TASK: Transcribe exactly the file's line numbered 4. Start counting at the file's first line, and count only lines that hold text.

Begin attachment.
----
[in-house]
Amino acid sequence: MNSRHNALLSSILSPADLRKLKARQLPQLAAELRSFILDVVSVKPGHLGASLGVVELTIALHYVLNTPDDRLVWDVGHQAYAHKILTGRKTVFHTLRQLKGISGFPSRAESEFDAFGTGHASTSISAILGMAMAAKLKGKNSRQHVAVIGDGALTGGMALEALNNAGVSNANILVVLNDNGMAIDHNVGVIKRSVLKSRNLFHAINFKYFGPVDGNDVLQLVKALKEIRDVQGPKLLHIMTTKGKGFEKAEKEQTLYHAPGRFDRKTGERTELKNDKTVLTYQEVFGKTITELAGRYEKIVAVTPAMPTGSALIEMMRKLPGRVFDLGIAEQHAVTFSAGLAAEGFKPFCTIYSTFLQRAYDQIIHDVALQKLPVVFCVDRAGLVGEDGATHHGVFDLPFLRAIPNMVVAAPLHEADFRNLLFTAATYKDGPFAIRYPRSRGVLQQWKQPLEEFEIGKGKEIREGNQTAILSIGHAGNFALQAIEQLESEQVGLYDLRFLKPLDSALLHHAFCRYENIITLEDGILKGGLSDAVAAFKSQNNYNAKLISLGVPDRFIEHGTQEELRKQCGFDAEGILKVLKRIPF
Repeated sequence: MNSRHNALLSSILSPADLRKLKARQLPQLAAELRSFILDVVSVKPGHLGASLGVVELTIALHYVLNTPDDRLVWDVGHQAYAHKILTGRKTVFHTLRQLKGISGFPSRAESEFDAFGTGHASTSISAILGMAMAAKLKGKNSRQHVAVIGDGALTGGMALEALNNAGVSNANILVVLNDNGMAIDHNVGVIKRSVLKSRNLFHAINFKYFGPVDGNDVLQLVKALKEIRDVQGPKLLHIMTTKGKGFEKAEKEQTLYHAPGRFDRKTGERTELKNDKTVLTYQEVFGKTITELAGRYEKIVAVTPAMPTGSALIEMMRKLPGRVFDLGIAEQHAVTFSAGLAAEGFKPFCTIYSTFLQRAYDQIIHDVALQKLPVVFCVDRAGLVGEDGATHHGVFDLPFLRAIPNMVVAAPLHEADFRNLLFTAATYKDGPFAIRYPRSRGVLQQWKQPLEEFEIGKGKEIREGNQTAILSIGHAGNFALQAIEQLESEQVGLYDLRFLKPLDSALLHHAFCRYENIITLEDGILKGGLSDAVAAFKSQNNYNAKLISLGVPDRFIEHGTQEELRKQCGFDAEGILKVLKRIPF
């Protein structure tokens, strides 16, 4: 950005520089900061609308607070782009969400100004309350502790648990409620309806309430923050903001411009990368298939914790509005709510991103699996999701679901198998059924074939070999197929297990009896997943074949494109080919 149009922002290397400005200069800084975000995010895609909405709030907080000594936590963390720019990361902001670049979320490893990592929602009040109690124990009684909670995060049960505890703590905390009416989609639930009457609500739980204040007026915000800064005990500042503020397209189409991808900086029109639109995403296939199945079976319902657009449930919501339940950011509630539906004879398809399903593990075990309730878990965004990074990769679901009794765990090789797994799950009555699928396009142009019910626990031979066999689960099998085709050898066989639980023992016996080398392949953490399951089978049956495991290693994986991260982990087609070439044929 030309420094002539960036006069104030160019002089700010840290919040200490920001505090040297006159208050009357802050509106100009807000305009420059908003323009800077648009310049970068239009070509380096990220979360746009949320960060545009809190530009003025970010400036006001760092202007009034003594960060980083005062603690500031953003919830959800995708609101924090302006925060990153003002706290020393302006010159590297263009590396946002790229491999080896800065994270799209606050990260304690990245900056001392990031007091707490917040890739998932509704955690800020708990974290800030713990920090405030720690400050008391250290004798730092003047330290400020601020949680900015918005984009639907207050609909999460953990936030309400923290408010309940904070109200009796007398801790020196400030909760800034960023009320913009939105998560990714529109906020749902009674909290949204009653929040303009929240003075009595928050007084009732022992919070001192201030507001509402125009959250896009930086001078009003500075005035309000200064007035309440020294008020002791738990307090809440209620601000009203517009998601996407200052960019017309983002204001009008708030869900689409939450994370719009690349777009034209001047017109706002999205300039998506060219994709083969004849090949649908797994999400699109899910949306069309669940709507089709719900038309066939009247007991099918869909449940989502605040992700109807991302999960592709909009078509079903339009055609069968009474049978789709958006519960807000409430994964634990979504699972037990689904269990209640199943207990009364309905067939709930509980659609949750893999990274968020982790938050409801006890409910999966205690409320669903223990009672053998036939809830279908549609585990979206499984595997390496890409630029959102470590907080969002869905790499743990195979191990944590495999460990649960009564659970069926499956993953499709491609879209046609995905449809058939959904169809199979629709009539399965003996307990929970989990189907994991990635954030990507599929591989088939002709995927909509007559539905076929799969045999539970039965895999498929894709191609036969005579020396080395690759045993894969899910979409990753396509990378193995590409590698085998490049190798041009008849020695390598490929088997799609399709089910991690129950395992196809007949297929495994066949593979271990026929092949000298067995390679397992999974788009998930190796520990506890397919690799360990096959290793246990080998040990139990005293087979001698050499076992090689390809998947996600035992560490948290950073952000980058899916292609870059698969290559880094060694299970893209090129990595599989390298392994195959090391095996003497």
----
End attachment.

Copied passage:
């Protein structure tokens, strides 16, 4: 950005520089900061609308607070782009969400100004309350502790648990409620309806309430923050903001411009990368298939914790509005709510991103699996999701679901198998059924074939070999197929297990009896997943074949494109080919 149009922002290397400005200069800084975000995010895609909405709030907080000594936590963390720019990361902001670049979320490893990592929602009040109690124990009684909670995060049960505890703590905390009416989609639930009457609500739980204040007026915000800064005990500042503020397209189409991808900086029109639109995403296939199945079976319902657009449930919501339940950011509630539906004879398809399903593990075990309730878990965004990074990769679901009794765990090789797994799950009555699928396009142009019910626990031979066999689960099998085709050898066989639980023992016996080398392949953490399951089978049956495991290693994986991260982990087609070439044929 030309420094002539960036006069104030160019002089700010840290919040200490920001505090040297006159208050009357802050509106100009807000305009420059908003323009800077648009310049970068239009070509380096990220979360746009949320960060545009809190530009003025970010400036006001760092202007009034003594960060980083005062603690500031953003919830959800995708609101924090302006925060990153003002706290020393302006010159590297263009590396946002790229491999080896800065994270799209606050990260304690990245900056001392990031007091707490917040890739998932509704955690800020708990974290800030713990920090405030720690400050008391250290004798730092003047330290400020601020949680900015918005984009639907207050609909999460953990936030309400923290408010309940904070109200009796007398801790020196400030909760800034960023009320913009939105998560990714529109906020749902009674909290949204009653929040303009929240003075009595928050007084009732022992919070001192201030507001509402125009959250896009930086001078009003500075005035309000200064007035309440020294008020002791738990307090809440209620601000009203517009998601996407200052960019017309983002204001009008708030869900689409939450994370719009690349777009034209001047017109706002999205300039998506060219994709083969004849090949649908797994999400699109899910949306069309669940709507089709719900038309066939009247007991099918869909449940989502605040992700109807991302999960592709909009078509079903339009055609069968009474049978789709958006519960807000409430994964634990979504699972037990689904269990209640199943207990009364309905067939709930509980659609949750893999990274968020982790938050409801006890409910999966205690409320669903223990009672053998036939809830279908549609585990979206499984595997390496890409630029959102470590907080969002869905790499743990195979191990944590495999460990649960009564659970069926499956993953499709491609879209046609995905449809058939959904169809199979629709009539399965003996307990929970989990189907994991990635954030990507599929591989088939002709995927909509007559539905076929799969045999539970039965895999498929894709191609036969005579020396080395690759045993894969899910979409990753396509990378193995590409590698085998490049190798041009008849020695390598490929088997799609399709089910991690129950395992196809007949297929495994066949593979271990026929092949000298067995390679397992999974788009998930190796520990506890397919690799360990096959290793246990080998040990139990005293087979001698050499076992090689390809998947996600035992560490948290950073952000980058899916292609870059698969290559880094060694299970893209090129990595599989390298392994195959090391095996003497």